The Democratic Progressive Party (DPP) yesterday scored a massive win in the legislative by-elections, handing another loss to the Chinese Nationalist Party (KMT), which managed to secure only one out of four seats up for grabs.
According to the final election results released by the Central Election Commission (CEC), the DPP's candidate, Huang Jen-chu (黃仁杼), in Taoyuan County's third electoral district won 45,363 votes, defeating KMT candidate Apollo Chen (陳學聖) by 2,763 votes; DPP candidate Peng Shao-chin (彭紹瑾) in Hsinchu County received 71,625 votes, beating his KMT opponent Cheng Yung-tang (鄭永堂) by 15,283 votes; DPP candidate Chen Ming-wen (陳明文) in Chiayi County's second electoral district garnered 57,451 votes, easily beating KMT rival Lin Te-jui (林德瑞) by 30,313 votes.
The KMT's only victory was in Hualien, where its candidate Wang Ting-sheng (王廷升) took 39,379 votes against DPP opponent Hsiao Bi-khim (蕭美琴), who had 33,249 votes, the CEC figures showed.
PHOTO: LO PEI-DER, TAIPEI TIMES
“The voter turnout in the four constituencies was 41.37 percent in Taoyuan County's third electoral district, 36 percent in Hsinchu County, 38.36 percent in Chiayi County, and 41.59 in Hualien County,” a CEC statement said. “The four legislators-elect will serve until the end of the seventh legislature [in 2012].”
Yesterday's electoral results will increase the amount of seats held by the DPP in the legislature, bringing its total number to 33, while the number of KMT lawmakers will drop to 74 seats.
Although the official tallies were not released until after 6:30pm, all four legislators-elect declared victory before 6pm. The CEC said the by-election results would be confirmed in a commission meeting next Friday.
PHOTO: FANG PIN-CHAO,TAIPEI TIMES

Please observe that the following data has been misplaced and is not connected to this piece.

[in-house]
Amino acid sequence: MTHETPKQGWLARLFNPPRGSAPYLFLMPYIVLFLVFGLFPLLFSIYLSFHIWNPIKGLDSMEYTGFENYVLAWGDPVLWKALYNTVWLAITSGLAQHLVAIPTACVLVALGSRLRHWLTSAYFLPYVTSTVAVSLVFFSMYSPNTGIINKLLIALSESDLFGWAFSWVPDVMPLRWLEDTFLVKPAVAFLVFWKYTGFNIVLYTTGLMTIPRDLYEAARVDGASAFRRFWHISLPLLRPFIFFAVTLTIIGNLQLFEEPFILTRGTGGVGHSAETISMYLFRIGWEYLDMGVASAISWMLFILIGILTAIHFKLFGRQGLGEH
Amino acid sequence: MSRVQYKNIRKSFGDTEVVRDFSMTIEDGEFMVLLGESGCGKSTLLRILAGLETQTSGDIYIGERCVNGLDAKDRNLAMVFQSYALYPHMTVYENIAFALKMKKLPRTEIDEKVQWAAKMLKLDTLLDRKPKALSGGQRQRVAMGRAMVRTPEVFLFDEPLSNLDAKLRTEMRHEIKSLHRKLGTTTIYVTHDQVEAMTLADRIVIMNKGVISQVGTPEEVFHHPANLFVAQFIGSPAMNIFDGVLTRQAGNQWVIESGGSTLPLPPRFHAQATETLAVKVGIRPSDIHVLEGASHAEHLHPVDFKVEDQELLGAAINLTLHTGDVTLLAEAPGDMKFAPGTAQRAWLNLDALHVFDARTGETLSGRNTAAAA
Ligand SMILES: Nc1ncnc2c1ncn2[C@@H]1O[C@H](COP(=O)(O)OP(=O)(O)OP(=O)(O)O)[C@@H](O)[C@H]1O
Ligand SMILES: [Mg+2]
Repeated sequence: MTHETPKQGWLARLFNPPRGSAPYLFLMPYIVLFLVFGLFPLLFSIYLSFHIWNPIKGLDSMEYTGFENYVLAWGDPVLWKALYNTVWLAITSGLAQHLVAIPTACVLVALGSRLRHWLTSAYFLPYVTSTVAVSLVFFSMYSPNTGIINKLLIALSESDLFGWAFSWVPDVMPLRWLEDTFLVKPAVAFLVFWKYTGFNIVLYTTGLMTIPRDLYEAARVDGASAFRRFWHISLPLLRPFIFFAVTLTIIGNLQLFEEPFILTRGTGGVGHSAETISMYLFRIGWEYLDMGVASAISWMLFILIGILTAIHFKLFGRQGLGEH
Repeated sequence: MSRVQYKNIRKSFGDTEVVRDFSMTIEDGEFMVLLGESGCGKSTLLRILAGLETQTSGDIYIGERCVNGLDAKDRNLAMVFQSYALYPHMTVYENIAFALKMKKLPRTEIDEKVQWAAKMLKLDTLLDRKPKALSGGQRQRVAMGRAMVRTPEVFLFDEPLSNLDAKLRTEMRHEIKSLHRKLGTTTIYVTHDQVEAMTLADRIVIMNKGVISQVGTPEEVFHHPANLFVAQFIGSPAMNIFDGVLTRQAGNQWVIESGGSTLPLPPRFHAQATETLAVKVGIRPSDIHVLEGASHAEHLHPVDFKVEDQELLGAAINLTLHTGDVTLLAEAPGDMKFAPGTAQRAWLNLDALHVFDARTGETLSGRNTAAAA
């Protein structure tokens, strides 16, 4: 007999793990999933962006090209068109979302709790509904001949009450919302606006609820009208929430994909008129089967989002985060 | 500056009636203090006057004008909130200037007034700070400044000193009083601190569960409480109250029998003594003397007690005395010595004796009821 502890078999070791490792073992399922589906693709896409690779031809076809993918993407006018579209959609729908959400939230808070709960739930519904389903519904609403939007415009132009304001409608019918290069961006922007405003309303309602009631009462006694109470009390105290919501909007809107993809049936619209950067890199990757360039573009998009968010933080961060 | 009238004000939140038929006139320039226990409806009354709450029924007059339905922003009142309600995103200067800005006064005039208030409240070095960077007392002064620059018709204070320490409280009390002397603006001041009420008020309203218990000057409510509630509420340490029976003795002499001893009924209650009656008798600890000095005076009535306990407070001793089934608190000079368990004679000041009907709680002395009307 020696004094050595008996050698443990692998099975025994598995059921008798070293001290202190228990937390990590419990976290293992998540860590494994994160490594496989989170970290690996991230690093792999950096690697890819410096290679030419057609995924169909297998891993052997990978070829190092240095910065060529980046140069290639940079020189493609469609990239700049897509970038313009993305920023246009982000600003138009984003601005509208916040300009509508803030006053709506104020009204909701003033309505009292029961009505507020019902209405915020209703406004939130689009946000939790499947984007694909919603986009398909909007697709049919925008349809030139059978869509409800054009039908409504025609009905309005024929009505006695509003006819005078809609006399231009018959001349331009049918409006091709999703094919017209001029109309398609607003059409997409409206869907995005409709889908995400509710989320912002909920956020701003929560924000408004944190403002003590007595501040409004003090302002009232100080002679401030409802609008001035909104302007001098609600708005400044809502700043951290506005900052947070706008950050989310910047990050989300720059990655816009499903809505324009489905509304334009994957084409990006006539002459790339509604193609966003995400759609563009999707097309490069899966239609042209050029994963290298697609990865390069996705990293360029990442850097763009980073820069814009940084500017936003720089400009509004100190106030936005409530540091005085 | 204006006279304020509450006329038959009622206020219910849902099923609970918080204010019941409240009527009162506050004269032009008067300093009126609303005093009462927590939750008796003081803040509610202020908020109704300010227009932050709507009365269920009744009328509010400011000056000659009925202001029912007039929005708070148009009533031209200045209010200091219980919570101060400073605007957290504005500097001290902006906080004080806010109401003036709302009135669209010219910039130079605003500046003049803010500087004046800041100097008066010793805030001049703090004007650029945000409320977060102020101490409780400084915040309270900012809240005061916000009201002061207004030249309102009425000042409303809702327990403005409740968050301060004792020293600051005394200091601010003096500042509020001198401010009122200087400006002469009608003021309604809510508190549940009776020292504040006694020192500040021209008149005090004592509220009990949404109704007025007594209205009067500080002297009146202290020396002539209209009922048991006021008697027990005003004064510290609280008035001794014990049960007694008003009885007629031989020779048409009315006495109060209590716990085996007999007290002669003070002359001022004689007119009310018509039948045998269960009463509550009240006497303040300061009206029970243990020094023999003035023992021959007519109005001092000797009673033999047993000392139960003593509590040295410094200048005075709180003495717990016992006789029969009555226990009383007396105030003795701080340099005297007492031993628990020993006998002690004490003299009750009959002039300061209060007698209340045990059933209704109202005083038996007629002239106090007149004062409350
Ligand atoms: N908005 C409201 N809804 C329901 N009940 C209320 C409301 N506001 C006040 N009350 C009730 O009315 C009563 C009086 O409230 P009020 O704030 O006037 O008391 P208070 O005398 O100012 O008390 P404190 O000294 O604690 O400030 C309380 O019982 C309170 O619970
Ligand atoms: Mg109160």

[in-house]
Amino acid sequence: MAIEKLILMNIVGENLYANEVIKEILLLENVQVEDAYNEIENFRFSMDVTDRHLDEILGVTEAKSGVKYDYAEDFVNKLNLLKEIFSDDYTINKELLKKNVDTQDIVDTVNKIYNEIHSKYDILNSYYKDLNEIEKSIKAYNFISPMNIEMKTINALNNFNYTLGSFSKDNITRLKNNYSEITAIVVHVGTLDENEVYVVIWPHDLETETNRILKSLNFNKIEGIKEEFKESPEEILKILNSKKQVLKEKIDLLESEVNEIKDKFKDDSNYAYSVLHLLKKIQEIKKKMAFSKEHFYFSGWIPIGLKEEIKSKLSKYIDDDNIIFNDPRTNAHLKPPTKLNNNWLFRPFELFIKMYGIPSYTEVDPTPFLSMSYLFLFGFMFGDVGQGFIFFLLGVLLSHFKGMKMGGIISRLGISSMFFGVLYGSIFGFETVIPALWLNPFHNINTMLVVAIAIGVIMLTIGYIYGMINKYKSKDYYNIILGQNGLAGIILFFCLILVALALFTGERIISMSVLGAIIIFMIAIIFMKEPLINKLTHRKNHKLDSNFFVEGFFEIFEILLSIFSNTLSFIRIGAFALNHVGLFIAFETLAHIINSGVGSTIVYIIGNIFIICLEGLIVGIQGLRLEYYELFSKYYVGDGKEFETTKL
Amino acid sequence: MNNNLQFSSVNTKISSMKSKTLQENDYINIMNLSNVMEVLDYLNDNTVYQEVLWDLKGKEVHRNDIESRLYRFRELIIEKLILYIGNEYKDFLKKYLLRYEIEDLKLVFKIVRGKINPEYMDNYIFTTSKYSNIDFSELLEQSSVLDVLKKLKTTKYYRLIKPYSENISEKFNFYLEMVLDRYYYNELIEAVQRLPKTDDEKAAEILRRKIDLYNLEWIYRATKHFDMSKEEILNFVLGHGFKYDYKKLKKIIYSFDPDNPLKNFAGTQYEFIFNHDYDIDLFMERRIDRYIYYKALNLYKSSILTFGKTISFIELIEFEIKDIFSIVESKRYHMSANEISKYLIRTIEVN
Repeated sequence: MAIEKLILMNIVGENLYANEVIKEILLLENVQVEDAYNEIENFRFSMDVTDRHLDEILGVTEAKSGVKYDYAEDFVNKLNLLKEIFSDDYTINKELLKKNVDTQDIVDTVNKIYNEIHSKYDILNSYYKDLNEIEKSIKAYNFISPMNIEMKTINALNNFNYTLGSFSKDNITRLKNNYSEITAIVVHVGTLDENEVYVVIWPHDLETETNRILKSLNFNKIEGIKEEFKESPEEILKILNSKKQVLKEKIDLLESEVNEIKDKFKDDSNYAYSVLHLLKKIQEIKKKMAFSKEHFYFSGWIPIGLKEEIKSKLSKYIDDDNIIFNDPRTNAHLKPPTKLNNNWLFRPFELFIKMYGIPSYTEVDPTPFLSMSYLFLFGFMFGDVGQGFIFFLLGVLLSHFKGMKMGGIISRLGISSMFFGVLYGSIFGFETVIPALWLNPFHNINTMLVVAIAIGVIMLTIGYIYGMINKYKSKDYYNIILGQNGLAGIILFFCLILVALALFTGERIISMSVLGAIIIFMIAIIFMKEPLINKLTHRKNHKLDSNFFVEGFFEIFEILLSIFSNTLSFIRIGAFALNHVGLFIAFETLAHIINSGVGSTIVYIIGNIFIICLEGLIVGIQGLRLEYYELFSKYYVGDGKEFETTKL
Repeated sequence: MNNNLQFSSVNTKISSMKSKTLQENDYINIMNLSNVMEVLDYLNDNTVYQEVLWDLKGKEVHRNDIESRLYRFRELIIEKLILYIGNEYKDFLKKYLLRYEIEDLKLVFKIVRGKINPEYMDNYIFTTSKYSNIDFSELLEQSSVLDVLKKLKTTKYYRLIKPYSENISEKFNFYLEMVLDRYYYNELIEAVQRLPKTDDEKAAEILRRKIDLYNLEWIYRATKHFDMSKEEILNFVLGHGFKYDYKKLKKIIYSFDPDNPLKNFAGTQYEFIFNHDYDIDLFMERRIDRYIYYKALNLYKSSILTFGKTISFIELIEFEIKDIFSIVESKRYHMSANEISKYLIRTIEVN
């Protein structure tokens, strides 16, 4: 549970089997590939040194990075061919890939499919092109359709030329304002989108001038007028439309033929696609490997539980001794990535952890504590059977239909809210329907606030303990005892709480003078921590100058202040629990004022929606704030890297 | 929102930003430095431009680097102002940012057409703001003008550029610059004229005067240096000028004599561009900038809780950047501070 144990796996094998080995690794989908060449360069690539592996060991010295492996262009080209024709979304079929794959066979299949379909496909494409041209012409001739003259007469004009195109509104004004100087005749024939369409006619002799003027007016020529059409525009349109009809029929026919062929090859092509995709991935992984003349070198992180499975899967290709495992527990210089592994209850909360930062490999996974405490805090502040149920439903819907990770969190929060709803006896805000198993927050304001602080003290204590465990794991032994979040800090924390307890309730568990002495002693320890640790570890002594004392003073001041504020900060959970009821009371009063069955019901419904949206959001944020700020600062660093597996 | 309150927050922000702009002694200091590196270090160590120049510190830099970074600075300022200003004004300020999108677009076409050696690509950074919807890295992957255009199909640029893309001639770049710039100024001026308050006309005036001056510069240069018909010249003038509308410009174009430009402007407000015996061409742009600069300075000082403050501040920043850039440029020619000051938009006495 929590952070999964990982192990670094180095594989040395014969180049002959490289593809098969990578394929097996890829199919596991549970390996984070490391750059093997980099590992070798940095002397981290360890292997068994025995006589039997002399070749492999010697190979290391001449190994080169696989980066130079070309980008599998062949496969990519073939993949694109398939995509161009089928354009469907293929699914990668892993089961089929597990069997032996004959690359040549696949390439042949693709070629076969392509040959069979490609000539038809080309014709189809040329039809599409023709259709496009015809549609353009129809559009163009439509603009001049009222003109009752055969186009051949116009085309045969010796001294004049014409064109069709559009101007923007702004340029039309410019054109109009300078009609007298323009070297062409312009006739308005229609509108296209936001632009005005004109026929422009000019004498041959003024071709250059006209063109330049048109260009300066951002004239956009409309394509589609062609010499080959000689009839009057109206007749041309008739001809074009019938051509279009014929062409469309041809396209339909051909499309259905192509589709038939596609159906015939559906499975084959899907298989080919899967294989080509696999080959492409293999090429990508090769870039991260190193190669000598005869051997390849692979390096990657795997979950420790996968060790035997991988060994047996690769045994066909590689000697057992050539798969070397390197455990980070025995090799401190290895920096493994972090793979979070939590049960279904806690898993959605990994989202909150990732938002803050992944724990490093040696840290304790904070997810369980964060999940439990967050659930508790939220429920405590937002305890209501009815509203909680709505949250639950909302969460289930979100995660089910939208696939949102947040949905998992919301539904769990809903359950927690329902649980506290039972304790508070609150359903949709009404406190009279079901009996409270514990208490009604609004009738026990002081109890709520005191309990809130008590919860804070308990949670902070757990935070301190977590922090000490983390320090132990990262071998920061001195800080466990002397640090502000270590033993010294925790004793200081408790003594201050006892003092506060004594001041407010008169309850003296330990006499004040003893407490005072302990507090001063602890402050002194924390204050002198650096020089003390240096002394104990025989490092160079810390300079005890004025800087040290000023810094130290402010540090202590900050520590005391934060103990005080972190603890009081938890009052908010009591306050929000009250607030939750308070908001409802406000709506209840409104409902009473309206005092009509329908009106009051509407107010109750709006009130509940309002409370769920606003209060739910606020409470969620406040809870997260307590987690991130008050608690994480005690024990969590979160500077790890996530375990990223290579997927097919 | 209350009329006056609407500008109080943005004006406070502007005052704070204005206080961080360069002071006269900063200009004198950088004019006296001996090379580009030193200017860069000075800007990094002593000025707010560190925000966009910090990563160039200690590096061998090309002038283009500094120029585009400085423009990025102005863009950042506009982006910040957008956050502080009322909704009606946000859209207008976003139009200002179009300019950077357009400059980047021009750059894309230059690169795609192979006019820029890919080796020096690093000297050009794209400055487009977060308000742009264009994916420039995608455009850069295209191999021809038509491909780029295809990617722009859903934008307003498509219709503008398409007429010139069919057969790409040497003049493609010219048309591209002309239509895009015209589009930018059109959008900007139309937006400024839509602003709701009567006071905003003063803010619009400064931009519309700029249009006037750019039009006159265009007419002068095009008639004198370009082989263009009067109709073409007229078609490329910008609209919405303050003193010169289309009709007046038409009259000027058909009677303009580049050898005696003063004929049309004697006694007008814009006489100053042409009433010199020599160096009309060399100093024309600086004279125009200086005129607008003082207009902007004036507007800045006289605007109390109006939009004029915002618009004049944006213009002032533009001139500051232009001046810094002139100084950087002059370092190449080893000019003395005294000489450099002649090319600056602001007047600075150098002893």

All four legislative vacancies filled in the by-election yesterday were left open when then-legislators Chang Hwa-kuan (張花冠) from Chiayi, John Wu (吳志揚) from Taoyuan, Chiu Ching-chun (邱鏡淳) from Hsinchu and Fu Kun-chi (傅崑萁) from Hualien were elected county commissioners in their respective constituencies in the December elections last year.
Yesterday's electoral results came as the second setback this year for the KMT after it lost all three seats in another legislative by-election earlier last month.
KMT Secretary-General King Pu-tsung (金溥聰) yesterday apologized to supporters for the party's disappointing performance in the by-election, but pledged to continue with party reform and insisted on nominating candidates with integrity while nurturing young talent.
“We faced a tough battle in the by-election, and obviously we did not work hard enough. I need to apologize to our supporters, but we will continue with party reform and stay firm on our principles,” King said in a post-election press conference at KMT headquarters. “I want to apologize to our supporters again. We've done our best, and both the government and the party will re-examine ourselves.”
The by-election yesterday was King's first election since taking up the post of party secretary-general late last year. The post puts him in charge of the nomination process and election campaigning.
King said he talked to President Ma Ying-jeou (馬英九), who doubles as KMT chairman, and Ma also stressed the importance of continuing with party reform regardless of election results.
King said the party was under great pressure during the nomination process, and its victory in Hualien yesterday showed that the KMT's insistence on nominating a candidate with integrity would win support from local voters.
“We refused to seek integration in Hualien and we won a tough battle. We will continue insisting on doing the right things,” he said.
The KMT's victory in Hualien was a defeat for Fu, who withdrew from the KMT to run as an independent in the Hualien County commissioner election in December last year. He endorsed independent candidate Shih Sheng-lang (施勝郎), who won 8,863 votes.